This narrative speaks to a bigger problem in our society and that is the dumbing down of southern people in popular culture. More often than not you will hear about the South in some sort of negative light. Duck Dynasty for example, a show on A&E , is about a family who made their fortune off of selling duck calls. Instead of being portrayed as intelligent businessmen and women, they are portrayed as backwoods rednecks who do not have any sense. While the Robertson family has been able to expand their brand with this television show, I believe that it does them a great disservice. Another show that plays up to the “dumb Southern” stereotype is Here Comes Honey Boo Boo, a show about a family from the rural Georgia. If you have ever seen the show, you know exactly what I am talking about. This family seems to be completely uncivilized and just down right stupid. While the show is definitely entertaining, it only furthers the stereotype that southerners are slow and stupid. This stereotype is not all bad, there are many people out there who have been able to build their brand around the stereotype, however, the image of the south should also include its positive attributes.
Being Southern is something that I have always been proud of. I feel that as southerners we do ourselves a great disservice by just thanking people when they tell us we have cute accents. Granted I’m not quite sure what else we would say, but the point is that there needs to be more positive conversation about the amazing things that are happening in the South.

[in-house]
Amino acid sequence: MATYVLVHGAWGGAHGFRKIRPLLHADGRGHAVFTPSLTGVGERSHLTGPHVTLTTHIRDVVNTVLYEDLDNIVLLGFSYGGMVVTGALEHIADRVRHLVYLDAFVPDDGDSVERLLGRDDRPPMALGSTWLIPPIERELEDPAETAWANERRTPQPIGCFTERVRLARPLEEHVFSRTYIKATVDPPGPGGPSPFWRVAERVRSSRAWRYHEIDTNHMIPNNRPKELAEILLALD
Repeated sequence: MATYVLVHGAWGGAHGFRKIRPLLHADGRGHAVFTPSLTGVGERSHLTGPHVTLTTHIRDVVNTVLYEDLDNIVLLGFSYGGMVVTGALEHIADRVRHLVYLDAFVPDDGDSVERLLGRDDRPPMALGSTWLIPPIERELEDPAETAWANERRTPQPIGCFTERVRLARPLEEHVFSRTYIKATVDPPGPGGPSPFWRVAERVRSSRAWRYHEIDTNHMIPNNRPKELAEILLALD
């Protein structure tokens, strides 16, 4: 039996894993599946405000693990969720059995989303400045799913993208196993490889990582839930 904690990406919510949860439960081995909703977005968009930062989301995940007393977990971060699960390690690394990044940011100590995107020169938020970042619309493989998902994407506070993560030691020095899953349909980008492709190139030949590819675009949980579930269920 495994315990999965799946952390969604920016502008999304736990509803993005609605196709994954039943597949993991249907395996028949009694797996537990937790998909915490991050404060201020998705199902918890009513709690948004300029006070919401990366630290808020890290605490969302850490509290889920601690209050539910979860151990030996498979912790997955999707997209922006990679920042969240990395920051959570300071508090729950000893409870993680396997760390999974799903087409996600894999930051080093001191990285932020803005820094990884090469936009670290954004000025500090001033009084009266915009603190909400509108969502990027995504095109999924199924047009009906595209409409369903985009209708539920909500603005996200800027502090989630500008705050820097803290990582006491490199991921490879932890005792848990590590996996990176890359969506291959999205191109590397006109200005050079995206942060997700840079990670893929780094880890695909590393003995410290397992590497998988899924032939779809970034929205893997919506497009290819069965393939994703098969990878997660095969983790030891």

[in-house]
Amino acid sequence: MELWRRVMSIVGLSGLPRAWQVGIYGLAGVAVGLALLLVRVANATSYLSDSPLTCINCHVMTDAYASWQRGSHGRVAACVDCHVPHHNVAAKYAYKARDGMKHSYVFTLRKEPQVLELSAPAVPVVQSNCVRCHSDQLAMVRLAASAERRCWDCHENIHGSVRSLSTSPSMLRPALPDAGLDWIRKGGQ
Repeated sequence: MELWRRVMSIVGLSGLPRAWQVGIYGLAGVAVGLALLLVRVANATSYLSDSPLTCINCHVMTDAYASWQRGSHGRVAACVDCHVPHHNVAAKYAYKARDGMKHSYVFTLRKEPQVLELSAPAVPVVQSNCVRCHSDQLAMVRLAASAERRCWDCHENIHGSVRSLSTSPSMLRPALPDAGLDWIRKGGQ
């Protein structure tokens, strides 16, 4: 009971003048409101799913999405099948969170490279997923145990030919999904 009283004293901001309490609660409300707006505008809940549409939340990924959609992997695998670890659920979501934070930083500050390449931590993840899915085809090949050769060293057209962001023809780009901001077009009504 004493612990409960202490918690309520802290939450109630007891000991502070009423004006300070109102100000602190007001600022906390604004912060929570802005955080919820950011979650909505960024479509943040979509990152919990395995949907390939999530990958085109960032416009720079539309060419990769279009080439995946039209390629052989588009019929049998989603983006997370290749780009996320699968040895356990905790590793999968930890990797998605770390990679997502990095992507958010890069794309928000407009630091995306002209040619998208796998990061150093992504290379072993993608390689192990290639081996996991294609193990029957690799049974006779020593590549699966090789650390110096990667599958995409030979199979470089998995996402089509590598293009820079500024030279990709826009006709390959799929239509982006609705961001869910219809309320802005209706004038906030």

Recently I heard about an incident at the University of Alabama that seriously got my blood boiling. Allegations were made towards several of the school’s Panhellenic sororities , claiming that they were systematically excluding two African American women from becoming members. According to many accounts, these women were perfect candidates; having great grades, tons of high school involvement, and both came from very good families. Somehow though, these two women did not receive a bid (invitation) to any of the sixteen Panhellenic sororities on campus, making it incredibly obvious that they were excluded because of the color of their skin. As a member of one of the chapters targeted in these allegations, I almost feel responsible for the blatant racism that happened at The University of Alabama. When I first learned that my chapter, who I have always held to such a high standard and whose Purpose I try to live out everyday, was a part of this I was speechless. I became even more detested the more I thought about it. How is this type of racists exclusion still happening? I have seen how recruitment works, if the African American PNM (potential new member) was well liked by the women in the chapter her scores would have reflected that and with her GPA and high school involvement, it sounds to me that this girl would have been a shoe-in. According to various sources, the alumna tinkered with the girls’ scores to ensure that they would not be asked back the following night. My heart is broken for all of the women involved in this terrible incident. For the chapter members who obviously missed out on gaining an incredible new sister and who have been failed by the leaders of their respective organizations, my heart is broken. For the two amazing women who were not given a chance to become part a PanHellenic organization because of the color of their skin, my heart is broken. For the advisors and alumna who acted like complete baffoons and who are clearly blinded by undeserved hatred for people who are different, my heart is broken. I can only hope that swift and immediate action has been taken by the chapter’s national headquarters to somewhat remedy this situation, however I am not entirely certain how you could fix something like this. Involvement in a PanHellenic sorority is so much more than wearing letters and going to parties, it is about becoming a better woman and doing good in the world. It is supposed to be an environment that fosters love, sisterhood, morality, and justice. This incident not only makes the University of Alabama look bad, but it does a complete disservice to sorority women everywhere. I wish more than anything that I could say with confidence that Alabama chapter of my sorority was completely innocent, but I can not on my good conscious do that. Racism is still very alive in the south and its clear that it is not going anywhere anytime soon. I just hope that the two African American women that were involved do amazing things with their lives, make the women who excluded them feel like the idiots that they are.